Spring is coming and with it, the relatively brief cherry blossom season. You don’t know exactly when they are going to bloom, but you better have your bag packed and ready to go. Because as soon as the cherry blossoms arrive, they are gone just as quickly. Whether you’re shooting locally or traveling to Washington, D.C., be sure to keep these tips for photographing cherry blossoms in mind as you prepare for the bloom.
The Right Equipment
You will want to have the right gear to take advantage of the beautiful blossoms. This includes bringing the right lenses with you. A 50mm lens is a must so you can capture the little details. The Canon EF 50mm Lens
from Beachcamera.com will allow you to capture the delicate details of the blossoms, while using a low aperture to create a soft depth of field and maintain your focus on the blossom. If you’re visiting a popular city like Washington, D.C. during cherry blossom season, be prepared to compete with the large crowds that will also be photographing the pink blooms. Having a zoom lens will help you get a closer shot when you can’t physically get close to your subject.
Bigger Isn’t Always Better
You never know exactly when the cherry blossoms are going to bloom. If you can’t make peak bloom, don’t worry. Blossoms are beautiful at all stages of life. If you're set on capturing full-bloomed blossoms but can't make it during those select peak days, focus on individual branches that have full blooms.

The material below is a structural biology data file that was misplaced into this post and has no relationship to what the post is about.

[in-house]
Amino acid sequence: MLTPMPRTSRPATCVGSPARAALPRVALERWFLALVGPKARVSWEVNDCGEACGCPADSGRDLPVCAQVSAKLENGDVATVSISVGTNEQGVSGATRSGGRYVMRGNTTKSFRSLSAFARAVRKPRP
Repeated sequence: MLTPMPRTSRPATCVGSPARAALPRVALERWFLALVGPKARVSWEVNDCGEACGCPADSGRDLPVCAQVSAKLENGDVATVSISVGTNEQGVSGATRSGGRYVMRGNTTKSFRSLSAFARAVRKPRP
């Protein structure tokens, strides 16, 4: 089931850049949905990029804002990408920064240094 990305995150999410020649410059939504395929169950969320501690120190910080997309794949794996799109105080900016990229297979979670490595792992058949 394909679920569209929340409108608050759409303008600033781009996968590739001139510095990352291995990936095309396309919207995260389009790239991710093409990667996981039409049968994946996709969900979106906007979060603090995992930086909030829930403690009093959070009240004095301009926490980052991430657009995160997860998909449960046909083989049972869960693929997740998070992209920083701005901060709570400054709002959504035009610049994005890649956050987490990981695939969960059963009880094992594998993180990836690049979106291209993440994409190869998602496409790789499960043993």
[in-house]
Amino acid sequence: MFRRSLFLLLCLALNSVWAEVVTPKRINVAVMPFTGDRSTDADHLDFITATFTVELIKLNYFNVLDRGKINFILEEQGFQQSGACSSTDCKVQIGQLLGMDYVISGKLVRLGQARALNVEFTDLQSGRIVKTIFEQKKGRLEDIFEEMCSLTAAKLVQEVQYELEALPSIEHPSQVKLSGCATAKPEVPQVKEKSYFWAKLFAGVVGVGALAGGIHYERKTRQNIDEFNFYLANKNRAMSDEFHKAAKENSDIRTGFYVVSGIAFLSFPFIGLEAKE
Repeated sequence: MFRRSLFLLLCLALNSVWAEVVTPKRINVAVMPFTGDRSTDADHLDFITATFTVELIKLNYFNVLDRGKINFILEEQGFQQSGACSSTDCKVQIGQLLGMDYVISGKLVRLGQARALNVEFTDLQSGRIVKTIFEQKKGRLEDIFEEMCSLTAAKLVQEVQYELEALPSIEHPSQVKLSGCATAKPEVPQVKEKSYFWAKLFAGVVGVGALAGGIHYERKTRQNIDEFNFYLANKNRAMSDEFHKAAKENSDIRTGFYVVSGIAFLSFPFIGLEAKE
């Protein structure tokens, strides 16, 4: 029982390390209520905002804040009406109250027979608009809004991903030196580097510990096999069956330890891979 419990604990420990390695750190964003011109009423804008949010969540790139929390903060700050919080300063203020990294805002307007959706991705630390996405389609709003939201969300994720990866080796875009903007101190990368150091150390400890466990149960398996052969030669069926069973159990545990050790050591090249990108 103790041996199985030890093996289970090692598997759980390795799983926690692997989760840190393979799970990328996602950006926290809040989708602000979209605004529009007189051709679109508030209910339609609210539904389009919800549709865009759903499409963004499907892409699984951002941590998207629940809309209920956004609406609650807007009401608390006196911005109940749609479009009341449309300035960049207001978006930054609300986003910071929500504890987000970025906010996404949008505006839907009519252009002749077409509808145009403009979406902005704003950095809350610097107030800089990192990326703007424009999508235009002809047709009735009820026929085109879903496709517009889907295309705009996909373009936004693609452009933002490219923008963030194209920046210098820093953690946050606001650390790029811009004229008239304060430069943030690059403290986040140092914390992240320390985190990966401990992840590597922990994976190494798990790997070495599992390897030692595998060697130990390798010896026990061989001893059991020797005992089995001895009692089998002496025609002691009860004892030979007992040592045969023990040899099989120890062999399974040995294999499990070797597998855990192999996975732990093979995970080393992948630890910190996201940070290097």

Don’t Be Flashy
Turn off your flash. Using direct flash at close range is going to over-expose the cherry blossoms.
Be a Little Shady
As with any outdoor subject, the best times to photograph cherry blossoms are during dawn and dusk, when the light is soft and golden. That will require some additional equipment like tripods
, and flash diffusers
. If you aren’t an early bird or night owl focus on flowers that are in shaded areas to create the best images. By photographing flowers that are in the shade instead of the bright, noon-day sun, you’ll avoid over-exposing the light-colored blossoms.
Don’t Ignore the Trees
Detailed shots of blossoms are great. But don’t forget to look at the whole picture. Look up, down, and all around! Capture the twisted trunks, fallen petals on the ground, and the stark contrast of a pink bud against a bright, blue sky.
Play with the elements. A gust of wind could lead to a beautiful photo of petals flying around. Also look for colorful elements that can contrast with the dominant pink color of the blossoms.
Get the Angle
Most of the time we shoot from our eye or chest level, because it’s quick and easy. Try a low angle shot with your camera
from Bechcamera.com placed around your knee height. This will make your cherry trees appear more prominent. In addition, this approach could help you avoid a busy background since this will place the tree canopies against the sky or building facades.
These tips will help you get beautiful images of the the cherry blossoms. Just make sure you don’t forget to take a step back and appreciate what you’re looking at.